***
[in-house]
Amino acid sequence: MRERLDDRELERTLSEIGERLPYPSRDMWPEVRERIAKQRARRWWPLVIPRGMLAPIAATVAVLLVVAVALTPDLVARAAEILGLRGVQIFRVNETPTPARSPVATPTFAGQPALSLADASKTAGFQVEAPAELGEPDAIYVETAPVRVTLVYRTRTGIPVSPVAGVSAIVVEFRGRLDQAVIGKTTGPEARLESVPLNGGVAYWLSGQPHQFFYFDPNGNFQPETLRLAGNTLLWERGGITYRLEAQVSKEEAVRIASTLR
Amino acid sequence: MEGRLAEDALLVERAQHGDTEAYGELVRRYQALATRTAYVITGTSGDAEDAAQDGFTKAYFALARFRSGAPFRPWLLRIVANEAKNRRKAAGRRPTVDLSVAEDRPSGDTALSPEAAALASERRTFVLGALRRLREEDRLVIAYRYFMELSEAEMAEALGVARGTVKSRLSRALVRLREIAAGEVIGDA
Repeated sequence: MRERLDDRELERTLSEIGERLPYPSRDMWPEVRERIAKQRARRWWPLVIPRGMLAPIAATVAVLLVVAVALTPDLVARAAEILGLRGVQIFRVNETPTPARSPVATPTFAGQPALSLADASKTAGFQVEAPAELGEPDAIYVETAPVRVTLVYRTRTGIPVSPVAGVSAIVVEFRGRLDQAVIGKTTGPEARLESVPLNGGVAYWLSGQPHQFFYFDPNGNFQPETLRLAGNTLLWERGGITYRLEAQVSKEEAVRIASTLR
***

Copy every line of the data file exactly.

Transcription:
[in-house]
Amino acid sequence: MRERLDDRELERTLSEIGERLPYPSRDMWPEVRERIAKQRARRWWPLVIPRGMLAPIAATVAVLLVVAVALTPDLVARAAEILGLRGVQIFRVNETPTPARSPVATPTFAGQPALSLADASKTAGFQVEAPAELGEPDAIYVETAPVRVTLVYRTRTGIPVSPVAGVSAIVVEFRGRLDQAVIGKTTGPEARLESVPLNGGVAYWLSGQPHQFFYFDPNGNFQPETLRLAGNTLLWERGGITYRLEAQVSKEEAVRIASTLR
Amino acid sequence: MEGRLAEDALLVERAQHGDTEAYGELVRRYQALATRTAYVITGTSGDAEDAAQDGFTKAYFALARFRSGAPFRPWLLRIVANEAKNRRKAAGRRPTVDLSVAEDRPSGDTALSPEAAALASERRTFVLGALRRLREEDRLVIAYRYFMELSEAEMAEALGVARGTVKSRLSRALVRLREIAAGEVIGDA
Repeated sequence: MRERLDDRELERTLSEIGERLPYPSRDMWPEVRERIAKQRARRWWPLVIPRGMLAPIAATVAVLLVVAVALTPDLVARAAEILGLRGVQIFRVNETPTPARSPVATPTFAGQPALSLADASKTAGFQVEAPAELGEPDAIYVETAPVRVTLVYRTRTGIPVSPVAGVSAIVVEFRGRLDQAVIGKTTGPEARLESVPLNGGVAYWLSGQPHQFFYFDPNGNFQPETLRLAGNTLLWERGGITYRLEAQVSKEEAVRIASTLR